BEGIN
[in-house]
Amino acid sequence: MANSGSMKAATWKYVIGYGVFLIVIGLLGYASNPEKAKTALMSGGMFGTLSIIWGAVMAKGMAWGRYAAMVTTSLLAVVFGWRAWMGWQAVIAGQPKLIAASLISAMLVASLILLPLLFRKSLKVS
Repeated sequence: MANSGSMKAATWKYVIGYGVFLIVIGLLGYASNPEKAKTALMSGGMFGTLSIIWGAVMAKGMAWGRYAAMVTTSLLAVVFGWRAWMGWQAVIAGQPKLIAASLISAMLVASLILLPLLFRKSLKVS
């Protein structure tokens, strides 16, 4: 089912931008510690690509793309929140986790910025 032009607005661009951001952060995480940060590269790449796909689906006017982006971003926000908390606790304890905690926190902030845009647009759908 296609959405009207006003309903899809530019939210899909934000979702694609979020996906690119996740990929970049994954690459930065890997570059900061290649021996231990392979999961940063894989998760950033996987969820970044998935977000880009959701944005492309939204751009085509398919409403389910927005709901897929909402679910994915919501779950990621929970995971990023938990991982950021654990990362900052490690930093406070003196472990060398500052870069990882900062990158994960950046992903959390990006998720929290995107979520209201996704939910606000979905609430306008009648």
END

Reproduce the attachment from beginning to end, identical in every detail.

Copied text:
[in-house]
Amino acid sequence: MANSGSMKAATWKYVIGYGVFLIVIGLLGYASNPEKAKTALMSGGMFGTLSIIWGAVMAKGMAWGRYAAMVTTSLLAVVFGWRAWMGWQAVIAGQPKLIAASLISAMLVASLILLPLLFRKSLKVS
Repeated sequence: MANSGSMKAATWKYVIGYGVFLIVIGLLGYASNPEKAKTALMSGGMFGTLSIIWGAVMAKGMAWGRYAAMVTTSLLAVVFGWRAWMGWQAVIAGQPKLIAASLISAMLVASLILLPLLFRKSLKVS
């Protein structure tokens, strides 16, 4: 089912931008510690690509793309929140986790910025 032009607005661009951001952060995480940060590269790449796909689906006017982006971003926000908390606790304890905690926190902030845009647009759908 296609959405009207006003309903899809530019939210899909934000979702694609979020996906690119996740990929970049994954690459930065890997570059900061290649021996231990392979999961940063894989998760950033996987969820970044998935977000880009959701944005492309939204751009085509398919409403389910927005709901897929909402679910994915919501779950990621929970995971990023938990991982950021654990990362900052490690930093406070003196472990060398500052870069990882900062990158994960950046992903959390990006998720929290995107979520209201996704939910606000979905609430306008009648």